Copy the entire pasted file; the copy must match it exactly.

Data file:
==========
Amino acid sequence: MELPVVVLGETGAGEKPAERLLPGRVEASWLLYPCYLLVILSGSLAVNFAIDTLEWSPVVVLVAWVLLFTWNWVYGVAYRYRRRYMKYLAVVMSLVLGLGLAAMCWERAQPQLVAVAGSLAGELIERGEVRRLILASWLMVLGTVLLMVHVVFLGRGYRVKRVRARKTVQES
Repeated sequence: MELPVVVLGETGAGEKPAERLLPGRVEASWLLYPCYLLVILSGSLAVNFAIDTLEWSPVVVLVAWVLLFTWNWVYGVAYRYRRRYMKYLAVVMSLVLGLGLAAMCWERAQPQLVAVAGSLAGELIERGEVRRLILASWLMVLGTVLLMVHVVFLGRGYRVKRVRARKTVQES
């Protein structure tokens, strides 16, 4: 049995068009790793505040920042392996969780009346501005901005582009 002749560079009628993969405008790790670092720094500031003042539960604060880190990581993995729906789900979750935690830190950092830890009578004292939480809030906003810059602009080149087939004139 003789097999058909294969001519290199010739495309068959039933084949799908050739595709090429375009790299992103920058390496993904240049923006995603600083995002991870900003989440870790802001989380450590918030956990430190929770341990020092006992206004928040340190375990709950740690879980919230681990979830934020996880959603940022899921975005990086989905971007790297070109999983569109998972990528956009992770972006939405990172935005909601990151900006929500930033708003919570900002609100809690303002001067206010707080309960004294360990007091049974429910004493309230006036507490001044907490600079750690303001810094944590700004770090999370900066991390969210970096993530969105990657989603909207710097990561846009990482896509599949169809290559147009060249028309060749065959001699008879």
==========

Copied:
Amino acid sequence: MELPVVVLGETGAGEKPAERLLPGRVEASWLLYPCYLLVILSGSLAVNFAIDTLEWSPVVVLVAWVLLFTWNWVYGVAYRYRRRYMKYLAVVMSLVLGLGLAAMCWERAQPQLVAVAGSLAGELIERGEVRRLILASWLMVLGTVLLMVHVVFLGRGYRVKRVRARKTVQES
Repeated sequence: MELPVVVLGETGAGEKPAERLLPGRVEASWLLYPCYLLVILSGSLAVNFAIDTLEWSPVVVLVAWVLLFTWNWVYGVAYRYRRRYMKYLAVVMSLVLGLGLAAMCWERAQPQLVAVAGSLAGELIERGEVRRLILASWLMVLGTVLLMVHVVFLGRGYRVKRVRARKTVQES
């Protein structure tokens, strides 16, 4: 049995068009790793505040920042392996969780009346501005901005582009 002749560079009628993969405008790790670092720094500031003042539960604060880190990581993995729906789900979750935690830190950092830890009578004292939480809030906003810059602009080149087939004139 003789097999058909294969001519290199010739495309068959039933084949799908050739595709090429375009790299992103920058390496993904240049923006995603600083995002991870900003989440870790802001989380450590918030956990430190929770341990020092006992206004928040340190375990709950740690879980919230681990979830934020996880959603940022899921975005990086989905971007790297070109999983569109998972990528956009992770972006939405990172935005909601990151900006929500930033708003919570900002609100809690303002001067206010707080309960004294360990007091049974429910004493309230006036507490001044907490600079750690303001810094944590700004770090999370900066991390969210970096993530969105990657989603909207710097990561846009990482896509599949169809290559147009060249028309060749065959001699008879």